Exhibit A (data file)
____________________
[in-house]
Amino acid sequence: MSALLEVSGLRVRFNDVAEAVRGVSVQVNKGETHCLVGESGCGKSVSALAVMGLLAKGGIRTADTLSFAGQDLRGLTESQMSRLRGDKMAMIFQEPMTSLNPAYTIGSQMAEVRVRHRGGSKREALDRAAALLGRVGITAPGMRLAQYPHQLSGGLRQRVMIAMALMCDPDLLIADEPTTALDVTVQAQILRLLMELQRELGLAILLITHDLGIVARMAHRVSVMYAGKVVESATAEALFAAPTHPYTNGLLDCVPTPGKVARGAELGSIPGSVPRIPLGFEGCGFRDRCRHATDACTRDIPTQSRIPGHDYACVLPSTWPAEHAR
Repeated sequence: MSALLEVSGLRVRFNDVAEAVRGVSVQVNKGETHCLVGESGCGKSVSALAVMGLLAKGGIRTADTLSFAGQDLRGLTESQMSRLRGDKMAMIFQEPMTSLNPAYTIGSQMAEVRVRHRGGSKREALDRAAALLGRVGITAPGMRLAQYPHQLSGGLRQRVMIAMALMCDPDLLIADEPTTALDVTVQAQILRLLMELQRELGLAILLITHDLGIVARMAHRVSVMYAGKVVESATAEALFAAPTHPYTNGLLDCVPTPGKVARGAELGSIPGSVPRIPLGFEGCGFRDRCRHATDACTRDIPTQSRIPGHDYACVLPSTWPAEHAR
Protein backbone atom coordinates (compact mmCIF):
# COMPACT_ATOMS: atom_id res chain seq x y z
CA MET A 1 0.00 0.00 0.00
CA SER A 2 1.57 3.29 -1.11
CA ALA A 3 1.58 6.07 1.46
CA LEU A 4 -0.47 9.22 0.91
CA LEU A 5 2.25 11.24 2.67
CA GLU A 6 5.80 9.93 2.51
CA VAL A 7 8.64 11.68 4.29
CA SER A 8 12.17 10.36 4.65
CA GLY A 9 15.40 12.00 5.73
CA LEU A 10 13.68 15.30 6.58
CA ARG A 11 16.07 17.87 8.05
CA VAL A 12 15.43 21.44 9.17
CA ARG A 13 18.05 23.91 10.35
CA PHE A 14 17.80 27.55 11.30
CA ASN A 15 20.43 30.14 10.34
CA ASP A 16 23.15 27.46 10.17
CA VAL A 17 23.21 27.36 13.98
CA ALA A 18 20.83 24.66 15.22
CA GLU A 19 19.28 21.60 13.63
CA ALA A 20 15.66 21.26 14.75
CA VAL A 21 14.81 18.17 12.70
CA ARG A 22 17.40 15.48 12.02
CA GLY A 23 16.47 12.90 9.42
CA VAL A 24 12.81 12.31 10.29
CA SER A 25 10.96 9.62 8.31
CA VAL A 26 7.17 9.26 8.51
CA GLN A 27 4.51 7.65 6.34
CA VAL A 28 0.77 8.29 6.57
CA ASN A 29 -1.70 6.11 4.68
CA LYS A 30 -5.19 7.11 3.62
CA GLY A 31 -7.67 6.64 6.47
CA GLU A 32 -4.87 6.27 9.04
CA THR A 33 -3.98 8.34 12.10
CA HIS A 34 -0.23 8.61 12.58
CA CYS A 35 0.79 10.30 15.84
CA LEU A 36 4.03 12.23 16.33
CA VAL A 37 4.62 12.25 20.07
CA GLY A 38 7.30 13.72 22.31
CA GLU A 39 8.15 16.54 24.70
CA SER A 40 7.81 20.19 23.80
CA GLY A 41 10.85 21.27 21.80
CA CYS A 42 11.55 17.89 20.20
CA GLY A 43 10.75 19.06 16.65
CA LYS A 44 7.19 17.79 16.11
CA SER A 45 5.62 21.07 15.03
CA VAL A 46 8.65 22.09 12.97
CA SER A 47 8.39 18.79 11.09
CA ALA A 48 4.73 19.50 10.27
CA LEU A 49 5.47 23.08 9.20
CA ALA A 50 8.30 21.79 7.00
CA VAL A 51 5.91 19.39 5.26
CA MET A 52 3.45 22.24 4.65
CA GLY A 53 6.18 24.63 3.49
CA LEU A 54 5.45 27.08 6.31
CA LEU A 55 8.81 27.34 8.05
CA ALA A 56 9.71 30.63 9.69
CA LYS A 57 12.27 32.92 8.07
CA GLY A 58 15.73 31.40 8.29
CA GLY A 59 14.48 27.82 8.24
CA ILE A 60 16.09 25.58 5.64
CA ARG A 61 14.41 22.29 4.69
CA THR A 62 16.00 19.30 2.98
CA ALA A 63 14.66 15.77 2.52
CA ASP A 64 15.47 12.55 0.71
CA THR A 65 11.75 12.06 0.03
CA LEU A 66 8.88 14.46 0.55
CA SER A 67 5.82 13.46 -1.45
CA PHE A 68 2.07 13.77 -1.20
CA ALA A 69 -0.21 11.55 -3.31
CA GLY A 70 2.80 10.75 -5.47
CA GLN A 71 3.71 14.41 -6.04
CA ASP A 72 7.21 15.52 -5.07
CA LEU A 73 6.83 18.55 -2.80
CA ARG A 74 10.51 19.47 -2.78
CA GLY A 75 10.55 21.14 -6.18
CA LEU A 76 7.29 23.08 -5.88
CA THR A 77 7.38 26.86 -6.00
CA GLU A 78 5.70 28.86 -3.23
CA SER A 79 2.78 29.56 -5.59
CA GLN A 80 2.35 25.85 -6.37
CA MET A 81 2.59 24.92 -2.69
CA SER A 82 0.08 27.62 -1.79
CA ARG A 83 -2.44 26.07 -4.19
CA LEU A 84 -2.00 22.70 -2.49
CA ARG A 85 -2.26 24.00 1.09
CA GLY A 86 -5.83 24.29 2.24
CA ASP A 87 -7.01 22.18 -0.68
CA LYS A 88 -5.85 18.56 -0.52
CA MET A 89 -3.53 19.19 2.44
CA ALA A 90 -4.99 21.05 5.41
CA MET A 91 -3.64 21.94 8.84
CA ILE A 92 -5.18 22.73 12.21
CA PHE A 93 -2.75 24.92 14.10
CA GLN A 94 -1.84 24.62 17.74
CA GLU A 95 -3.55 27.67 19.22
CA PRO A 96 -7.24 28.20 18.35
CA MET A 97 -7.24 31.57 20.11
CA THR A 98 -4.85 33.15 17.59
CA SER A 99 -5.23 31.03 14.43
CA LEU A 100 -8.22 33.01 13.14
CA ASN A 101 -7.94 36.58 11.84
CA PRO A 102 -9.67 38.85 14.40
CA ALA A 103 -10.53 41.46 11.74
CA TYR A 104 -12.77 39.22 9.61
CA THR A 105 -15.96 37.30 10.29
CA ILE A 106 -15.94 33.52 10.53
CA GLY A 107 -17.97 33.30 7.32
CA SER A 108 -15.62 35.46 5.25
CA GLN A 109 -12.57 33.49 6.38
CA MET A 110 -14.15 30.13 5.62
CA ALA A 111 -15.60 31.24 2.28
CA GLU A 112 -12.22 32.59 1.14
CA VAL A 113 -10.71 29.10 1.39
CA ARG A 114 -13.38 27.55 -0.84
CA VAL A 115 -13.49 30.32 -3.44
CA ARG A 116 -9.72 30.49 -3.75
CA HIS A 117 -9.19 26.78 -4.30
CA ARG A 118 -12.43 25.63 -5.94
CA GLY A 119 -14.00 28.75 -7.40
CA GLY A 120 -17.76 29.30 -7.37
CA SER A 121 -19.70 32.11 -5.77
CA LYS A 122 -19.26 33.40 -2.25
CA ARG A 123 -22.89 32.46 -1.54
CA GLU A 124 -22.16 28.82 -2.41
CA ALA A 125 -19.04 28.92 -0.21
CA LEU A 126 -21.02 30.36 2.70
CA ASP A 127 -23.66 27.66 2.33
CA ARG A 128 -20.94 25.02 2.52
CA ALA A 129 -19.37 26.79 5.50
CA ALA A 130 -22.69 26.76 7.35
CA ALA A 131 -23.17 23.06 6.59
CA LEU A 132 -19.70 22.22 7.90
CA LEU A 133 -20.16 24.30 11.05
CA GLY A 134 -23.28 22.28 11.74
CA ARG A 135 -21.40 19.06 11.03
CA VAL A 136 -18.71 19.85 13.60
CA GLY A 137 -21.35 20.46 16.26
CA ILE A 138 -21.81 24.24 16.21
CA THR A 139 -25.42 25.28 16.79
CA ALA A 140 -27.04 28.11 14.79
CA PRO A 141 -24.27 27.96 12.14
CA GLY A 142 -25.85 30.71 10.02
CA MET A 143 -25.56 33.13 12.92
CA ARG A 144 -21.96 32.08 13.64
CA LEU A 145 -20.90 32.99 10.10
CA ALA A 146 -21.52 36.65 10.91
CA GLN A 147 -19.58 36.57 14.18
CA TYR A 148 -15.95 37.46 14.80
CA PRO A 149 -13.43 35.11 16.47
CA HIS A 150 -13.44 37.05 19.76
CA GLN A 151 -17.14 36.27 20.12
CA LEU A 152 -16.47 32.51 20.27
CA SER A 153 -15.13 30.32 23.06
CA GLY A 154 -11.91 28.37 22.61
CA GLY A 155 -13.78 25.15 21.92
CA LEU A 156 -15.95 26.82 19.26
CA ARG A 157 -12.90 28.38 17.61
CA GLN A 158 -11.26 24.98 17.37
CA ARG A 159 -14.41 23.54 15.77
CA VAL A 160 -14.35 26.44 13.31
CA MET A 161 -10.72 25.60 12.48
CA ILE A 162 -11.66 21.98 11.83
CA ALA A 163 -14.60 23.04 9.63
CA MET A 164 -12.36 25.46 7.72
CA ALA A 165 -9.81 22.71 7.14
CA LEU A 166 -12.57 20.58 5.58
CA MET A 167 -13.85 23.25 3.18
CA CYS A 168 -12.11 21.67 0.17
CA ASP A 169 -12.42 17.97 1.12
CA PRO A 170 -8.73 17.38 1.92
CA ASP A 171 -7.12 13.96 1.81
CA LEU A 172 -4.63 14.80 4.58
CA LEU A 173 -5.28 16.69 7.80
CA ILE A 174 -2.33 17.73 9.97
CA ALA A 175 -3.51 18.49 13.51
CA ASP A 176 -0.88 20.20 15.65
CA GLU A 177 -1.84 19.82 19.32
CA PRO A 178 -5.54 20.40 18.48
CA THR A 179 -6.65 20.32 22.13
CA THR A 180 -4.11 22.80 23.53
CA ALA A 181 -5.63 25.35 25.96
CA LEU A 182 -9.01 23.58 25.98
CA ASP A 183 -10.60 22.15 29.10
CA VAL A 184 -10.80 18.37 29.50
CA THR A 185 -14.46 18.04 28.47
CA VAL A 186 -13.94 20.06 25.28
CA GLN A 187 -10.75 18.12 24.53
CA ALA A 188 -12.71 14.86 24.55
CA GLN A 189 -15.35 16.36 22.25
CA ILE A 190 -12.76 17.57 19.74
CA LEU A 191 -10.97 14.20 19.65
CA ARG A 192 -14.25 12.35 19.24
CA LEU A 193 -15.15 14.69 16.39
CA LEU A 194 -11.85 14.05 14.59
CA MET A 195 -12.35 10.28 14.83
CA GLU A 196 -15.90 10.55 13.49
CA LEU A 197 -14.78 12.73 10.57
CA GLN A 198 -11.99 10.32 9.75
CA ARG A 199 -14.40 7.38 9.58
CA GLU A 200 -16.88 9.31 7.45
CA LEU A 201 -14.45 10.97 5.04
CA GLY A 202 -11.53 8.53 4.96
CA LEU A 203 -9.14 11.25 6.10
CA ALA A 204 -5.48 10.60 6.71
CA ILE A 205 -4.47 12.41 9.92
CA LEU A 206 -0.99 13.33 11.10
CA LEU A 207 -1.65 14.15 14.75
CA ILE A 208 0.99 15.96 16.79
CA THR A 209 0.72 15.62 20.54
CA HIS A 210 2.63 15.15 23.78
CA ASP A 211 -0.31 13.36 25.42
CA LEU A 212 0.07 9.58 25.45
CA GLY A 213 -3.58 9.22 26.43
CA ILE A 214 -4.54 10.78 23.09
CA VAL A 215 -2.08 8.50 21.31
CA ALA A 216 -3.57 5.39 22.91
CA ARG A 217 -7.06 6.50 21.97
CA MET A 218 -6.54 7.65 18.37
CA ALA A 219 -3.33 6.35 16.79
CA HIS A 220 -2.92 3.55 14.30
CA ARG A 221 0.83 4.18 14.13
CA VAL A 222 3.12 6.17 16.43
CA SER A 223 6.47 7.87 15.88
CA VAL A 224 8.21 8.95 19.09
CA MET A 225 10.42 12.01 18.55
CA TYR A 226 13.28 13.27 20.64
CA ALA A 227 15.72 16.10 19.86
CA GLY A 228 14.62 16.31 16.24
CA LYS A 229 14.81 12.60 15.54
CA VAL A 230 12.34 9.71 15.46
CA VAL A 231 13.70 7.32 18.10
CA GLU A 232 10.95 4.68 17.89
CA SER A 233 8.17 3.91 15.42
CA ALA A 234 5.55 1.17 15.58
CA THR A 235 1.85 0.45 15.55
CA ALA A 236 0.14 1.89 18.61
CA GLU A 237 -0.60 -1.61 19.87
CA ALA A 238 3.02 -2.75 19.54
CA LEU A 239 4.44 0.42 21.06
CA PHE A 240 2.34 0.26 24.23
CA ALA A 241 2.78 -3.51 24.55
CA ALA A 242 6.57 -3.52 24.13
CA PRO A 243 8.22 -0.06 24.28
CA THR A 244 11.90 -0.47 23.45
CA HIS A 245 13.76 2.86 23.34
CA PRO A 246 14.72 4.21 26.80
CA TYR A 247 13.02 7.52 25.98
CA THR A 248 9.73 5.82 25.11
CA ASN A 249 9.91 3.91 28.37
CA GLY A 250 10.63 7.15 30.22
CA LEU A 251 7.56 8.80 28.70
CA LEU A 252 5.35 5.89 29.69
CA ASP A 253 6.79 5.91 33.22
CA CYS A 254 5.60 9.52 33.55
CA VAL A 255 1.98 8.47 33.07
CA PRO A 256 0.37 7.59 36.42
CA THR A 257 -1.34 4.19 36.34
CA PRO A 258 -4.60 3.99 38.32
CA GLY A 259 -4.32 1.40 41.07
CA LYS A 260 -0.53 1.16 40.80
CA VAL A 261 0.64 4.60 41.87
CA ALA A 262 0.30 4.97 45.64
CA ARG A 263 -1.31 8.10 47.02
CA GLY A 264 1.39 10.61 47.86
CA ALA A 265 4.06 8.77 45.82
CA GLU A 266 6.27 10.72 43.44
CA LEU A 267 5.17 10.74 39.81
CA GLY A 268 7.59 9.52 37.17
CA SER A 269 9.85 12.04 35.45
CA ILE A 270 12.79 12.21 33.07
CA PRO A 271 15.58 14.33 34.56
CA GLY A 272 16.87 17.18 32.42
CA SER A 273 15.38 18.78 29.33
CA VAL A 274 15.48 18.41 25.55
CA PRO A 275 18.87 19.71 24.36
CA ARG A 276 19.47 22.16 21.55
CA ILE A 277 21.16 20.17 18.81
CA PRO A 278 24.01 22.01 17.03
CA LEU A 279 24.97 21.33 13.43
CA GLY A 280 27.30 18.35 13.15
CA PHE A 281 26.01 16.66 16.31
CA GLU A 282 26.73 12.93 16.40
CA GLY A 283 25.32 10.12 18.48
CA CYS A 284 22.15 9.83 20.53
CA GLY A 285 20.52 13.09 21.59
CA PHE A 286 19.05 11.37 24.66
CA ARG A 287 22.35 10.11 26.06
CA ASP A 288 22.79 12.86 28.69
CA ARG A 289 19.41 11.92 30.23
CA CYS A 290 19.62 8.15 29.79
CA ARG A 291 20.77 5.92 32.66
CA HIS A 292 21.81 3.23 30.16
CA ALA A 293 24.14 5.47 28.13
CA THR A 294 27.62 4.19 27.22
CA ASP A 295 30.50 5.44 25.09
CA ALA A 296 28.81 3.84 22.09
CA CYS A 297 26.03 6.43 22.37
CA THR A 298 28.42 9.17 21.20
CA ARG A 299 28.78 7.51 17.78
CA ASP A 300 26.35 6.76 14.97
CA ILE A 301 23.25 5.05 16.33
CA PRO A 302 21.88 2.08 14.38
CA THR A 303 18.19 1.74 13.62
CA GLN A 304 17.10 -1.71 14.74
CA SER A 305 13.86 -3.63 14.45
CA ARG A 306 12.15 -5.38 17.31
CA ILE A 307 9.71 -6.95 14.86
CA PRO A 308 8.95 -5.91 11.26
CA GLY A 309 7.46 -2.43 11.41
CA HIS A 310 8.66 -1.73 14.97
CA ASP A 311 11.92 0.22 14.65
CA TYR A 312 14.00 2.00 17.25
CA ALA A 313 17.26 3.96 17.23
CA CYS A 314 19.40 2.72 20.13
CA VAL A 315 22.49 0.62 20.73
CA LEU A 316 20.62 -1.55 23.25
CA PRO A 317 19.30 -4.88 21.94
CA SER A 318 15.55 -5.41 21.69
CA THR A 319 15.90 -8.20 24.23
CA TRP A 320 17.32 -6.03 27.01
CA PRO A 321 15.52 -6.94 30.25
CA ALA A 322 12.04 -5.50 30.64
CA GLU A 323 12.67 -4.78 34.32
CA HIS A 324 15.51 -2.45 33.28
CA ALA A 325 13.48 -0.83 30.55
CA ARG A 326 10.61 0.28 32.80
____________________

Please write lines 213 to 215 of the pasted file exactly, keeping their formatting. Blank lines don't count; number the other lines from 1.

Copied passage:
CA ILE A 208 0.99 15.96 16.79
CA THR A 209 0.72 15.62 20.54
CA HIS A 210 2.63 15.15 23.78